SonicWall vulnerability fixed, but researchers say the patch took 17 days

Security researchers in the United Kingdom said it took SonicWall more than two weeks to patch a vulnerability in 1.9 million SonicWall user groups, affecting some 10 million managed devices and 500,000 organizations.

In a blog released by Pen Test Partners, the researchers said the response took far too long for this type of flaw. SonicWall countered by saying that the company responded promptly and no vulnerabilities were exploited.

According to the blog, attackers could have potentially taken advantage of an IDOR to access the SonicWall cloud service. An IDOR is a flaw in an API or web application that does not check authorization properly, allowing an attacker to access unauthorized data.

“Using this degree of access, a hacker could potentially modify firewall rules and/or VPN access, giving himself remote access to any organization,” Ken Munro, partner and founder of Pen Test Partners, told SC Media. “A hacker could inject ransomware, or any manner of other attacks. The IDOR allowed any user to be added to any group at any organization. All a user needed was his or her own account and they could add it to anyone else’s group through a public cloud service.”

In an email statement to SC Media, SonicWall said a vulnerability in its cloud-based product registration system was quickly researched, verified and promptly patched on August 26. About two weeks earlier, SonicWall said it had identified the reported vulnerability as part of its PSIRT program (the notification from Pen Test Partners) and rapidly created a fix that underwent full testing and certification.

SonicWall claims that at no time did it detect or become aware of any attempted exploitation of the vulnerability in the cloud-based product registration system. The company says the fix was successfully applied to the cloud system and says no action is required by end users.

But Munro claimed otherwise, saying that after several days of prodding, Pen Test Partners reached out to Sonic Wall CEO Bill Conner, who responded two hours after being contacted. The fix was then executed just two days later – 17 days after Pen Test Partners contacted the company.

“We should have not had to reach out to the CEO to get this issue accelerated,” Munro said. “There was only one part of the API that had the flaw. It should have been taken down, but instead it left the customer base exposed for at least 14 days. This patch should have been done very quickly.”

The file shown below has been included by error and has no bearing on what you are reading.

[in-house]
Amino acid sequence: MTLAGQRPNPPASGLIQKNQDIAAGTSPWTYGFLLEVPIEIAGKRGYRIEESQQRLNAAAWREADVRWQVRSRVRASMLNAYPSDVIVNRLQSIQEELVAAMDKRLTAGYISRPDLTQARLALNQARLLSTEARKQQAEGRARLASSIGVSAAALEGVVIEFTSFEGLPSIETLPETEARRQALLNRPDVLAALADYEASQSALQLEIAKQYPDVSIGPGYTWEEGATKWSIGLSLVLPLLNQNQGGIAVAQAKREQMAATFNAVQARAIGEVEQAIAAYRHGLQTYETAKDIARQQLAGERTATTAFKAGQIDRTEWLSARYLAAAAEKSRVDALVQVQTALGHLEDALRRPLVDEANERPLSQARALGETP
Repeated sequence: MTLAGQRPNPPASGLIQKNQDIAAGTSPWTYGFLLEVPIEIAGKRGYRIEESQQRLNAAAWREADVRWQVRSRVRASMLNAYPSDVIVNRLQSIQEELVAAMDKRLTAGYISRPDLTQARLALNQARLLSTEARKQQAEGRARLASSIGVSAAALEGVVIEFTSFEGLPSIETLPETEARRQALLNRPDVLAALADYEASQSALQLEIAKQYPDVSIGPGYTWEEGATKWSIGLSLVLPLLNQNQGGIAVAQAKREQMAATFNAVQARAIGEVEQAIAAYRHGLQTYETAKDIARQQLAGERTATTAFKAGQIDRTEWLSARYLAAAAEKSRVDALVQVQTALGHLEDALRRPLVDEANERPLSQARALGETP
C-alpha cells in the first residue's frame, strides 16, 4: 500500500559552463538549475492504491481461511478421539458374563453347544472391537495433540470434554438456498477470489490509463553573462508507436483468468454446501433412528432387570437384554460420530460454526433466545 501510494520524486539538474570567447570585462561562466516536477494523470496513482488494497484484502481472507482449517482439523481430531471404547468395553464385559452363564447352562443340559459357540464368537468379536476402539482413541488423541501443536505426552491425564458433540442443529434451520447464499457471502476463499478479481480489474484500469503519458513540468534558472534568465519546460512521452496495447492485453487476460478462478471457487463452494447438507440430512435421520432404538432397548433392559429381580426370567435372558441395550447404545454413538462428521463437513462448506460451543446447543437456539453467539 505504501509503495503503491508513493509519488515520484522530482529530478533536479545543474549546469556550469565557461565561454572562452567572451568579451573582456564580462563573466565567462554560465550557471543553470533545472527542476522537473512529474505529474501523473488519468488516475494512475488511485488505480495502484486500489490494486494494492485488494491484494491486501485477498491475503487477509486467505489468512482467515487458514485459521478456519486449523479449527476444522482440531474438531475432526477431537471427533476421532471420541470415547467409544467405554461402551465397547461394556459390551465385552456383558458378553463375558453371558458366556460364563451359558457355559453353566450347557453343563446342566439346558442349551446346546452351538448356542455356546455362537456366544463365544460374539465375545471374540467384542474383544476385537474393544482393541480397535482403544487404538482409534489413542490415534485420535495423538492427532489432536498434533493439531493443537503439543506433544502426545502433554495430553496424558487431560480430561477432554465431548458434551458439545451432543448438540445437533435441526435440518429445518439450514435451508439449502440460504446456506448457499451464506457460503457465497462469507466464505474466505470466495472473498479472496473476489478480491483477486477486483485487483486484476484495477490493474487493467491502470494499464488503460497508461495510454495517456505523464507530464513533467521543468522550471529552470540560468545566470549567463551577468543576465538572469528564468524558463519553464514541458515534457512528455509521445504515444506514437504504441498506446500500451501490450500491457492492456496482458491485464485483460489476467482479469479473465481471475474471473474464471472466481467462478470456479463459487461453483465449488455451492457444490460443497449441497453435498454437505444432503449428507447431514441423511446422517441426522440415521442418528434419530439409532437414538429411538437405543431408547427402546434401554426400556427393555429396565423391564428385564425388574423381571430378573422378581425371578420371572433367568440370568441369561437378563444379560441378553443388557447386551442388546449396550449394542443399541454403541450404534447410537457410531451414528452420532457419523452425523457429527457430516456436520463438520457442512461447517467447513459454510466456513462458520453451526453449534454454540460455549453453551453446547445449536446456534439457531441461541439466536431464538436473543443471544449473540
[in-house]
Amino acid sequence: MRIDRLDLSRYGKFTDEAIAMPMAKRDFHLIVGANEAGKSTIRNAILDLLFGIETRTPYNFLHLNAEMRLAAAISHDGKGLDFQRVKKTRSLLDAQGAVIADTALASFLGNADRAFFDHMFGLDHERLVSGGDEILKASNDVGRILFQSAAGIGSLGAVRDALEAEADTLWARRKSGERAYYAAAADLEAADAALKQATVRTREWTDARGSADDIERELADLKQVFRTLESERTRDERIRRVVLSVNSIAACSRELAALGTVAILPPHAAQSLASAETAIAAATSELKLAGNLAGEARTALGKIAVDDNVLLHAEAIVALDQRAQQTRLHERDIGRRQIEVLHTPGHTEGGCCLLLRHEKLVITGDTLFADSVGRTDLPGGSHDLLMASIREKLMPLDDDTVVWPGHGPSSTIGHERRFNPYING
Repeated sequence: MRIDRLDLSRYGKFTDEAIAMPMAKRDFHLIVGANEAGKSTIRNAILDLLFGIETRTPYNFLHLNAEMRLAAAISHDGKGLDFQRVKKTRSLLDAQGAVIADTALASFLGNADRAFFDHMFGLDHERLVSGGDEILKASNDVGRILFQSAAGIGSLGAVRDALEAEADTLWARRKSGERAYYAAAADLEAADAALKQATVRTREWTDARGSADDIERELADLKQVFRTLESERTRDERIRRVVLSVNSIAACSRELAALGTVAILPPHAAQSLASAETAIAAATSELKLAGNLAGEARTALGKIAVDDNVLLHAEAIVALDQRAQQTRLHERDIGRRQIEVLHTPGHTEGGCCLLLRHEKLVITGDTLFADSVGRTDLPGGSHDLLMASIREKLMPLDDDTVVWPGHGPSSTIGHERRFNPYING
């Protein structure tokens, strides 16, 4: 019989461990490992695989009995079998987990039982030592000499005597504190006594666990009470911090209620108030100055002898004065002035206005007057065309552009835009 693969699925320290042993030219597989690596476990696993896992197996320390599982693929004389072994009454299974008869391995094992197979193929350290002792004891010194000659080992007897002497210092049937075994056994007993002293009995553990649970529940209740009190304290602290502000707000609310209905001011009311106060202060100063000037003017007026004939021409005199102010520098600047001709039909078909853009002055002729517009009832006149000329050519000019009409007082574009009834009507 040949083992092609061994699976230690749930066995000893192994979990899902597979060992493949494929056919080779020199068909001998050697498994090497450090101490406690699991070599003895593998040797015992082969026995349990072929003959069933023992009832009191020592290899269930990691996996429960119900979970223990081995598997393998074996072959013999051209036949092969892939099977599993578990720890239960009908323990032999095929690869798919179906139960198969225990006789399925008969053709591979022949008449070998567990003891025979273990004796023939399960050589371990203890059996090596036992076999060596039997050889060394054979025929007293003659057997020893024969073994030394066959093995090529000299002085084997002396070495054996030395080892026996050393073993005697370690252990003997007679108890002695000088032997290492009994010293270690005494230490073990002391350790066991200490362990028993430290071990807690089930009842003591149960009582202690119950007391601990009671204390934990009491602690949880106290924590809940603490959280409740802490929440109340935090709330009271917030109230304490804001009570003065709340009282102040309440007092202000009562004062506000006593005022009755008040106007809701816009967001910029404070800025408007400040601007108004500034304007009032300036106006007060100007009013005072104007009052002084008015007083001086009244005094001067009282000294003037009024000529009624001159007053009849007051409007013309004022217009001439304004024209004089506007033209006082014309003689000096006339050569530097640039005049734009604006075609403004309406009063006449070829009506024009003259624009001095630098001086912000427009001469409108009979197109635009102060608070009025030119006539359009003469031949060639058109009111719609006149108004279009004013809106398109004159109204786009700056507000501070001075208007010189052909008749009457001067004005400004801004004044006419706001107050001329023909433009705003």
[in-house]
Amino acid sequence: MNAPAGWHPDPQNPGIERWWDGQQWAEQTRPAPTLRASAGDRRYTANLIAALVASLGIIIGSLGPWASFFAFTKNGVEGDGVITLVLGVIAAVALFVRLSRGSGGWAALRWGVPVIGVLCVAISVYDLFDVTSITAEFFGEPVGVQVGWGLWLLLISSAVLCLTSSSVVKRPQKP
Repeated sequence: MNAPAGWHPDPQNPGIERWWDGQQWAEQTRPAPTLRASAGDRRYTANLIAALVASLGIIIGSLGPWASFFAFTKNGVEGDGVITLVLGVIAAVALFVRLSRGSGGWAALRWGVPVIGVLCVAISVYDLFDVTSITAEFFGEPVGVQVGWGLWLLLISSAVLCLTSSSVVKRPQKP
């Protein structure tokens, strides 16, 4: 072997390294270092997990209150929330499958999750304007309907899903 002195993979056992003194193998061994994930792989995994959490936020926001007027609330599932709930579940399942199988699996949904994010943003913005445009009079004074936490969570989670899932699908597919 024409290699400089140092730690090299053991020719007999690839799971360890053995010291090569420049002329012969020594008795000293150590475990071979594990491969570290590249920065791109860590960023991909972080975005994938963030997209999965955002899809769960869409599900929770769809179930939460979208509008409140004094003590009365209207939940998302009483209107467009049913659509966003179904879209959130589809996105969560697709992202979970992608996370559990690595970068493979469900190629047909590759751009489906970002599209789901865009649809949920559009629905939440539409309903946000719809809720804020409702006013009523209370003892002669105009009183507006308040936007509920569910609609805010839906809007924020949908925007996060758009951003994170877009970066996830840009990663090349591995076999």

According to SonicWall, at the time of the initial discovery, the company reviewed previous connection data and determined that no account had been exploited and that there was extremely low risk of exploitation.

“A threat actor would require very specific account information and time to take advantage of the system,” the statement said. “And, any exploitation attempt would trigger an automated security alert to the legitimate account owner, as well as SonicWall’s security team, due to SonicWall’s layered security protocols.”

Tarik Saleh, senior security engineer and malware researcher at Domain Tools, said that such conflicts between security researchers and vendors over response times is very common.

Bug Bounty disclosures are a really beneficial program for both companies that participate in them and the white hat security researchers who dedicate their free time and energy to helping make the internet a more secure place,” said Saleh. “Unfortunately, we’ve seen conflicts between researchers and companies, and this is another example."

Saleh said researchers don’t always have exposure to how companies operate with developing vulnerability fixes, doing exhaustive testing on fixes and getting them pushed to production. While Saleh said SonicWall could have done a better job to communicate with the researchers, it’s ultimately the vendor’s decision on how transparent they want to be with their incident response process, and disclosing that information to a researcher. 

“Generally speaking, 17 days to patch this type of vulnerability is far too long with the risk it poses to the huge customer base,” Saleh said. “It sounds like there’s a big room for improvement on how SonicWall’s PSIRT triages vulnerabilities reported to them, how they communicate and coordinate what fixes need to happen with appropriate teams, and how to engage researchers with more information to not leave them hanging.”

Rick Moy, vice president of marketing at Tempered Networks added that  SonicWall CEO Conner did a good job understanding the importance of the issue and acted quickly once the information was presented to him.

“That spreads the sense of urgency throughout the organization,” Moy said. “However, in 2020, an indirect secure object reference vulnerability on a cloud security service is hard to excuse since it’s been on the OWASP Top 10 since 2007. As security vendors, we need to hold ourselves to a higher standard.”

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